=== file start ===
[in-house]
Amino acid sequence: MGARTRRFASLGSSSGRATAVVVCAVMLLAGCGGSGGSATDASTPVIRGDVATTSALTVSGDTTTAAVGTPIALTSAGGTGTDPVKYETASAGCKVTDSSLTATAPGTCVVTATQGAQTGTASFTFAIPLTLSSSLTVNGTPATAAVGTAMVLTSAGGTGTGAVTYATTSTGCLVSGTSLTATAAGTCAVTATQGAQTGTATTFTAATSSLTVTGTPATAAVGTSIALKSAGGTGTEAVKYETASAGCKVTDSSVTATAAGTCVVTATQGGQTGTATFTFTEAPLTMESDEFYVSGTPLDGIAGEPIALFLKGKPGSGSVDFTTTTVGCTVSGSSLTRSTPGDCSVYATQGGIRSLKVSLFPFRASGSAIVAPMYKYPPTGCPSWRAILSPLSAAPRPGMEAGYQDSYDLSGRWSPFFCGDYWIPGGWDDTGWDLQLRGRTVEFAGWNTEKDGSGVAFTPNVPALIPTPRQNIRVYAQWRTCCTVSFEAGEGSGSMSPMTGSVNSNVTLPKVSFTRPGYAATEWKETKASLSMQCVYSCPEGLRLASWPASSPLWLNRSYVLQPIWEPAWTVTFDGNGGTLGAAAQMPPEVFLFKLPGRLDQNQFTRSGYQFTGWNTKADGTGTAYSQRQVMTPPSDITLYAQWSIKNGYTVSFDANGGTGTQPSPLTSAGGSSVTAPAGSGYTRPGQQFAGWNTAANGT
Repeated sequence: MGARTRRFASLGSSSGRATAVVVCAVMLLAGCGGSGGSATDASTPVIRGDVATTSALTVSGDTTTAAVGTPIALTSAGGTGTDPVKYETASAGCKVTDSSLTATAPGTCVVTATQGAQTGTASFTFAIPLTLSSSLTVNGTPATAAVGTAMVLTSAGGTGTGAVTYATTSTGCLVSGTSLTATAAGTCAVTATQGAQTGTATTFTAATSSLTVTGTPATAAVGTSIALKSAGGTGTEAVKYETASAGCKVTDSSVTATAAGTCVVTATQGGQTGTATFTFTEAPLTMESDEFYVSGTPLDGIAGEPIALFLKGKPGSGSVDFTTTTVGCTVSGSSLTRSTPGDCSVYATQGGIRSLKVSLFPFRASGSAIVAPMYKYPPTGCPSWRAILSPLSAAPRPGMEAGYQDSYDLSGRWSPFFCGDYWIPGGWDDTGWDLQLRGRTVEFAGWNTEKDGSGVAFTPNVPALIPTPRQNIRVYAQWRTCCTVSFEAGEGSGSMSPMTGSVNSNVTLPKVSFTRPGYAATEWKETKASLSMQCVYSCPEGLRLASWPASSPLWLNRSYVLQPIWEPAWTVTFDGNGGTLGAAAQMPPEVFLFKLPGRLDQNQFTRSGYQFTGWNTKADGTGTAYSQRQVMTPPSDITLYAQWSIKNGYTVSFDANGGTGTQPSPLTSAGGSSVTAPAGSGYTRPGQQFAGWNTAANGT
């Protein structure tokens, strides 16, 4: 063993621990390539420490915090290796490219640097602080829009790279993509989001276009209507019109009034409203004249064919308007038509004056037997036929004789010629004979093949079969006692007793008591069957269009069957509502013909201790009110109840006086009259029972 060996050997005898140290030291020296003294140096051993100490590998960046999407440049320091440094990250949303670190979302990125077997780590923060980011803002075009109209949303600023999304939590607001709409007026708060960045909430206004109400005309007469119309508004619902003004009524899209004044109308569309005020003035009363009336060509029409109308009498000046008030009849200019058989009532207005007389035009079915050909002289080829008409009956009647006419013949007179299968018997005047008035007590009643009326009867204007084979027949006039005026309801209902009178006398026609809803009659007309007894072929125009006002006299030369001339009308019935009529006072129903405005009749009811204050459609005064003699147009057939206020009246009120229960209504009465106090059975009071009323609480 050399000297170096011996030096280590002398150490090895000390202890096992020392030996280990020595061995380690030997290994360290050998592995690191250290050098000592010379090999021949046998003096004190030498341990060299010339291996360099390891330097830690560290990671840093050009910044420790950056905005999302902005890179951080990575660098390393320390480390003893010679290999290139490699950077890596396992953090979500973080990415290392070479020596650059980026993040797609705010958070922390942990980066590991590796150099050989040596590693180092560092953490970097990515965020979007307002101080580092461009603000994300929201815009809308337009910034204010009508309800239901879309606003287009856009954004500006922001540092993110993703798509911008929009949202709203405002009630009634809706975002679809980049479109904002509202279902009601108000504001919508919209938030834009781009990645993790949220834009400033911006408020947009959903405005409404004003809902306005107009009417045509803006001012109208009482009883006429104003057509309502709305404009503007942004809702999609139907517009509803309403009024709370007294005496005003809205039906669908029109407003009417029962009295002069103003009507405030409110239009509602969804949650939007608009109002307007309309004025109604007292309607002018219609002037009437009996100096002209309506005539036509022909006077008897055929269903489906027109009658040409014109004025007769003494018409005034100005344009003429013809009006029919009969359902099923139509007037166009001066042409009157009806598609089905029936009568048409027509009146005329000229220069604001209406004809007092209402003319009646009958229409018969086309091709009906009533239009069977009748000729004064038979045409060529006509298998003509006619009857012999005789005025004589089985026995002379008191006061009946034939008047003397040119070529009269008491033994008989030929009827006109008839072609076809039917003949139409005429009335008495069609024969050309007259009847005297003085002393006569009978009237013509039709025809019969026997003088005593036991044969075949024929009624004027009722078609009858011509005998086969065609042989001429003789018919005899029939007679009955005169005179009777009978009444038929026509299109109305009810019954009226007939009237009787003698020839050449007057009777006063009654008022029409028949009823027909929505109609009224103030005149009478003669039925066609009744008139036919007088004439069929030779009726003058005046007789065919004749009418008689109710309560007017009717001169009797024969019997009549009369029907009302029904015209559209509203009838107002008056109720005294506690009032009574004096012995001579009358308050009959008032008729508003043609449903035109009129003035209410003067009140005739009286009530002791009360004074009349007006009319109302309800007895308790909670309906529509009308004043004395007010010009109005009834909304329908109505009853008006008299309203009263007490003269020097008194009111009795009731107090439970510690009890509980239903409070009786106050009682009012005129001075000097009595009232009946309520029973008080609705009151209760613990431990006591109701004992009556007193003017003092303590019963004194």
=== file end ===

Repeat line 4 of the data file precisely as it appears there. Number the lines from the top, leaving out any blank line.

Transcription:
């Protein structure tokens, strides 16, 4: 063993621990390539420490915090290796490219640097602080829009790279993509989001276009209507019109009034409203004249064919308007038509004056037997036929004789010629004979093949079969006692007793008591069957269009069957509502013909201790009110109840006086009259029972 060996050997005898140290030291020296003294140096051993100490590998960046999407440049320091440094990250949303670190979302990125077997780590923060980011803002075009109209949303600023999304939590607001709409007026708060960045909430206004109400005309007469119309508004619902003004009524899209004044109308569309005020003035009363009336060509029409109308009498000046008030009849200019058989009532207005007389035009079915050909002289080829008409009956009647006419013949007179299968018997005047008035007590009643009326009867204007084979027949006039005026309801209902009178006398026609809803009659007309007894072929125009006002006299030369001339009308019935009529006072129903405005009749009811204050459609005064003699147009057939206020009246009120229960209504009465106090059975009071009323609480 050399000297170096011996030096280590002398150490090895000390202890096992020392030996280990020595061995380690030997290994360290050998592995690191250290050098000592010379090999021949046998003096004190030498341990060299010339291996360099390891330097830690560290990671840093050009910044420790950056905005999302902005890179951080990575660098390393320390480390003893010679290999290139490699950077890596396992953090979500973080990415290392070479020596650059980026993040797609705010958070922390942990980066590991590796150099050989040596590693180092560092953490970097990515965020979007307002101080580092461009603000994300929201815009809308337009910034204010009508309800239901879309606003287009856009954004500006922001540092993110993703798509911008929009949202709203405002009630009634809706975002679809980049479109904002509202279902009601108000504001919508919209938030834009781009990645993790949220834009400033911006408020947009959903405005409404004003809902306005107009009417045509803006001012109208009482009883006429104003057509309502709305404009503007942004809702999609139907517009509803309403009024709370007294005496005003809205039906669908029109407003009417029962009295002069103003009507405030409110239009509602969804949650939007608009109002307007309309004025109604007292309607002018219609002037009437009996100096002209309506005539036509022909006077008897055929269903489906027109009658040409014109004025007769003494018409005034100005344009003429013809009006029919009969359902099923139509007037166009001066042409009157009806598609089905029936009568048409027509009146005329000229220069604001209406004809007092209402003319009646009958229409018969086309091709009906009533239009069977009748000729004064038979045409060529006509298998003509006619009857012999005789005025004589089985026995002379008191006061009946034939008047003397040119070529009269008491033994008989030929009827006109008839072609076809039917003949139409005429009335008495069609024969050309007259009847005297003085002393006569009978009237013509039709025809019969026997003088005593036991044969075949024929009624004027009722078609009858011509005998086969065609042989001429003789018919005899029939007679009955005169005179009777009978009444038929026509299109109305009810019954009226007939009237009787003698020839050449007057009777006063009654008022029409028949009823027909929505109609009224103030005149009478003669039925066609009744008139036919007088004439069929030779009726003058005046007789065919004749009418008689109710309560007017009717001169009797024969019997009549009369029907009302029904015209559209509203009838107002008056109720005294506690009032009574004096012995001579009358308050009959008032008729508003043609449903035109009129003035209410003067009140005739009286009530002791009360004074009349007006009319109302309800007895308790909670309906529509009308004043004395007010010009109005009834909304329908109505009853008006008299309203009263007490003269020097008194009111009795009731107090439970510690009890509980239903409070009786106050009682009012005129001075000097009595009232009946309520029973008080609705009151209760613990431990006591109701004992009556007193003017003092303590019963004194």